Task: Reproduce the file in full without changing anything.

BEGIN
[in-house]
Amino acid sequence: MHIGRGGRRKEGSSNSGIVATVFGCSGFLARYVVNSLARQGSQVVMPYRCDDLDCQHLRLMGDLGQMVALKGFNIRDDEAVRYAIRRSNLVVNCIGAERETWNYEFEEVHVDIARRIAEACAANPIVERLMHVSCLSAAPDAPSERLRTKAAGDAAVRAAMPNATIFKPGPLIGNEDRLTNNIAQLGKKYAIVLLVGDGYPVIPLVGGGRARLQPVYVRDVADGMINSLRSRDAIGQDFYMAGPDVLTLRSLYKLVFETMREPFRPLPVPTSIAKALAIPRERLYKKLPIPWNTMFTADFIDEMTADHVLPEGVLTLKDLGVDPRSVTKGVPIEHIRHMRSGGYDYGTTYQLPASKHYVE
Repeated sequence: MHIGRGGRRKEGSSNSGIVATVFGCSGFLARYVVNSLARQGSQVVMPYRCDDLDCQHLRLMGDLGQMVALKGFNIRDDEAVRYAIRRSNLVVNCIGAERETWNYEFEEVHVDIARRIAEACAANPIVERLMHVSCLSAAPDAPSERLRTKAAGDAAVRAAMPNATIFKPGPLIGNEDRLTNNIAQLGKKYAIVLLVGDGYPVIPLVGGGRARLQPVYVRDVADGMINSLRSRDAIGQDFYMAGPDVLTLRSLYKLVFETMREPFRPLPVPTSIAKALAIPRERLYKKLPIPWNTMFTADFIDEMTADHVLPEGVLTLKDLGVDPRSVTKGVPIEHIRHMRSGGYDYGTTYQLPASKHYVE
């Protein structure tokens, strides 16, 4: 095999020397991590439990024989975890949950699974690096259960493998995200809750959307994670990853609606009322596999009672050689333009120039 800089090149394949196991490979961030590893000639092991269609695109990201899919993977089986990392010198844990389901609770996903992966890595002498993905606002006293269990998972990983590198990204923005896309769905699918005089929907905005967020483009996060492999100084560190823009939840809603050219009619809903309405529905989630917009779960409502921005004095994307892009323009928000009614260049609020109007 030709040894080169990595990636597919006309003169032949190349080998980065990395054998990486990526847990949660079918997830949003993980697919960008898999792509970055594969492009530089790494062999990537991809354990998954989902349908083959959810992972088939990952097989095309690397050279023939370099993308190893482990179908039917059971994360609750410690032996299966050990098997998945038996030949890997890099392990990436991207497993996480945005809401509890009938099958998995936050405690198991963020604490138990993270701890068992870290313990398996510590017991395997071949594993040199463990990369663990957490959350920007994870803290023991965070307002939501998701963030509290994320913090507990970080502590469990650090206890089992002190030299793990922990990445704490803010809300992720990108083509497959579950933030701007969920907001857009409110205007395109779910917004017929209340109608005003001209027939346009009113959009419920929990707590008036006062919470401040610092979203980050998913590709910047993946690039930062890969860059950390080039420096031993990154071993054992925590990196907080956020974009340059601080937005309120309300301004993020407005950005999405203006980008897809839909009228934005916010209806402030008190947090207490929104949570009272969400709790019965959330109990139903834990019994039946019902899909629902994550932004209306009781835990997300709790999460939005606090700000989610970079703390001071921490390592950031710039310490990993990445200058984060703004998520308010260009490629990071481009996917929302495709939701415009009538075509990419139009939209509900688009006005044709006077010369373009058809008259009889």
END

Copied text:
[in-house]
Amino acid sequence: MHIGRGGRRKEGSSNSGIVATVFGCSGFLARYVVNSLARQGSQVVMPYRCDDLDCQHLRLMGDLGQMVALKGFNIRDDEAVRYAIRRSNLVVNCIGAERETWNYEFEEVHVDIARRIAEACAANPIVERLMHVSCLSAAPDAPSERLRTKAAGDAAVRAAMPNATIFKPGPLIGNEDRLTNNIAQLGKKYAIVLLVGDGYPVIPLVGGGRARLQPVYVRDVADGMINSLRSRDAIGQDFYMAGPDVLTLRSLYKLVFETMREPFRPLPVPTSIAKALAIPRERLYKKLPIPWNTMFTADFIDEMTADHVLPEGVLTLKDLGVDPRSVTKGVPIEHIRHMRSGGYDYGTTYQLPASKHYVE
Repeated sequence: MHIGRGGRRKEGSSNSGIVATVFGCSGFLARYVVNSLARQGSQVVMPYRCDDLDCQHLRLMGDLGQMVALKGFNIRDDEAVRYAIRRSNLVVNCIGAERETWNYEFEEVHVDIARRIAEACAANPIVERLMHVSCLSAAPDAPSERLRTKAAGDAAVRAAMPNATIFKPGPLIGNEDRLTNNIAQLGKKYAIVLLVGDGYPVIPLVGGGRARLQPVYVRDVADGMINSLRSRDAIGQDFYMAGPDVLTLRSLYKLVFETMREPFRPLPVPTSIAKALAIPRERLYKKLPIPWNTMFTADFIDEMTADHVLPEGVLTLKDLGVDPRSVTKGVPIEHIRHMRSGGYDYGTTYQLPASKHYVE
């Protein structure tokens, strides 16, 4: 095999020397991590439990024989975890949950699974690096259960493998995200809750959307994670990853609606009322596999009672050689333009120039 800089090149394949196991490979961030590893000639092991269609695109990201899919993977089986990392010198844990389901609770996903992966890595002498993905606002006293269990998972990983590198990204923005896309769905699918005089929907905005967020483009996060492999100084560190823009939840809603050219009619809903309405529905989630917009779960409502921005004095994307892009323009928000009614260049609020109007 030709040894080169990595990636597919006309003169032949190349080998980065990395054998990486990526847990949660079918997830949003993980697919960008898999792509970055594969492009530089790494062999990537991809354990998954989902349908083959959810992972088939990952097989095309690397050279023939370099993308190893482990179908039917059971994360609750410690032996299966050990098997998945038996030949890997890099392990990436991207497993996480945005809401509890009938099958998995936050405690198991963020604490138990993270701890068992870290313990398996510590017991395997071949594993040199463990990369663990957490959350920007994870803290023991965070307002939501998701963030509290994320913090507990970080502590469990650090206890089992002190030299793990922990990445704490803010809300992720990108083509497959579950933030701007969920907001857009409110205007395109779910917004017929209340109608005003001209027939346009009113959009419920929990707590008036006062919470401040610092979203980050998913590709910047993946690039930062890969860059950390080039420096031993990154071993054992925590990196907080956020974009340059601080937005309120309300301004993020407005950005999405203006980008897809839909009228934005916010209806402030008190947090207490929104949570009272969400709790019965959330109990139903834990019994039946019902899909629902994550932004209306009781835990997300709790999460939005606090700000989610970079703390001071921490390592950031710039310490990993990445200058984060703004998520308010260009490629990071481009996917929302495709939701415009009538075509990419139009939209509900688009006005044709006077010369373009058809008259009889």